Tax-Deductible Job Search ExpensesIf you are currently looking for a new job in the same field or industry in which you are currently or were recently employed, some of your job search expenses may be tax-deductible.

Additionally, if you need to re-locate for a new job, promotion or other work-related reason, your moving expenses may be tax-deductible.

Here’s a look at those and other potential job search-related tax deductions that you may be eligible for that fall under the category of miscellaneous itemized tax deductions:

Job Search Expenses

If you are on the hunt for a new job, some of your expenses may be tax-deductible, such as:

  • The cost of preparing and mailing out resumes.
  • The cost of travel associated with job searching, as long as the travel claimed is done primarily for job seeking. This can include airfare, mileage, meals, lodging, etc.
  • If you are working with an employment agency, the cost of any required fees are tax-deductible unless of course your employer pays you back. If they pay you back later, then that income must be included in your gross income up to the tax savings you had in the previous year.

If you are planning to claim any of the above deductions, you will need to keep in mind the following:

  • You can only claim the deduction if you are looking in the same field or industry in which you are currently or were recently employed.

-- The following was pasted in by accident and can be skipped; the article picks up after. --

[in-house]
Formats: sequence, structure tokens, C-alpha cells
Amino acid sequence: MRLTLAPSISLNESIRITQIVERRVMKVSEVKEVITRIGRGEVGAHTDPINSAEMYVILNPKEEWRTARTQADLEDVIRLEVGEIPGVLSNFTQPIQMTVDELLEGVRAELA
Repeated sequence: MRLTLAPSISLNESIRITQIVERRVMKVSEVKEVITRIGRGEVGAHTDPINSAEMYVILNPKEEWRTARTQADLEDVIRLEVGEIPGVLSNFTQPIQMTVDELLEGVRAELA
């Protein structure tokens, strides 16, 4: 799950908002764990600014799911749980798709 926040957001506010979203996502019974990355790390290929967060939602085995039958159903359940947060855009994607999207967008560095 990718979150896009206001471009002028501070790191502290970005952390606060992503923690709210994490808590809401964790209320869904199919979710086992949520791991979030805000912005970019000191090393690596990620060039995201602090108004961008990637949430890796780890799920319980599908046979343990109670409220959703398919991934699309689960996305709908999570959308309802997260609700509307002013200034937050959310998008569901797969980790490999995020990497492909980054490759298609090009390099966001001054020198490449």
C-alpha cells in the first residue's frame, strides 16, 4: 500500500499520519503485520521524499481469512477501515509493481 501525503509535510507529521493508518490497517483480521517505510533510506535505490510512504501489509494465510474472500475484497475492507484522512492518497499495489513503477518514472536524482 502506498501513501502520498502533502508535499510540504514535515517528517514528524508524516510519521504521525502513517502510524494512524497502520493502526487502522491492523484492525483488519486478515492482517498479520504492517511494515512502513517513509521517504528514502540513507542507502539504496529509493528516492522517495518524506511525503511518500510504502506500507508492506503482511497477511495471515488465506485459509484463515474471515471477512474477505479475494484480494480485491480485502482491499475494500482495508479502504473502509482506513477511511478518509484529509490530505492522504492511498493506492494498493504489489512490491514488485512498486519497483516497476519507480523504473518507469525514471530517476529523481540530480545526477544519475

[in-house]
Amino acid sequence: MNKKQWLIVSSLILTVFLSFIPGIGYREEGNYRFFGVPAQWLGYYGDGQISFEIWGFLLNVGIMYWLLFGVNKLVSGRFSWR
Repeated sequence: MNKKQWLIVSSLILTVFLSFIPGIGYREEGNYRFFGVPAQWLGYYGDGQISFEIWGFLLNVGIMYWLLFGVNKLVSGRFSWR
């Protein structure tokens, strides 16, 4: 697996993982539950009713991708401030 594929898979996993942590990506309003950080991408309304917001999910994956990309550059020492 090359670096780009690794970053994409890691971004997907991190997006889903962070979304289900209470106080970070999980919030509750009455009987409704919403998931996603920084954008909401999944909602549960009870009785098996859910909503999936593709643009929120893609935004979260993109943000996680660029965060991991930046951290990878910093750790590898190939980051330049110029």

• You cannot claim any deductions related to looking for your very first job.
  • If there has been a substantial period of time since you were last employed, you will not be able to claim any of these deductions.
  • In order to claim these deductions, you must itemize your expenses.
  • You may only claim these deductions if the total of all miscellaneous itemized tax deductions is greater than 2% of your total gross adjusted income for the tax year. To calculate the deduction, subtract 2% of your AGI form the total of these expenses.

Moving Expenses

If you have to relocate for a new job, you may be able to deduct certain moving expenses on your tax return. Here is what you need to know:

  • In order to deduct moving expenses, you must relocate a minimum number of miles away from your current residence. The total number of miles you will need to move in order to qualify for the deduction is dependent upon the length of your current work commute. You must be moving more than 50 miles away from your current residence plus the number of miles that you commute to work currently. So if you commute to work 10 miles each day, you must move a minimum of 60 miles from your current home in order for these moving expenses to be tax-deductible.
  • Your moving expenses are not tax-deductible if your new or current employer is paying for your move.
  • Moving expenses that may be tax-deductible include the costs of packing materials, hiring a moving company, renting a moving truck, mileage, any necessary lodging, meals purchased during the move, and more.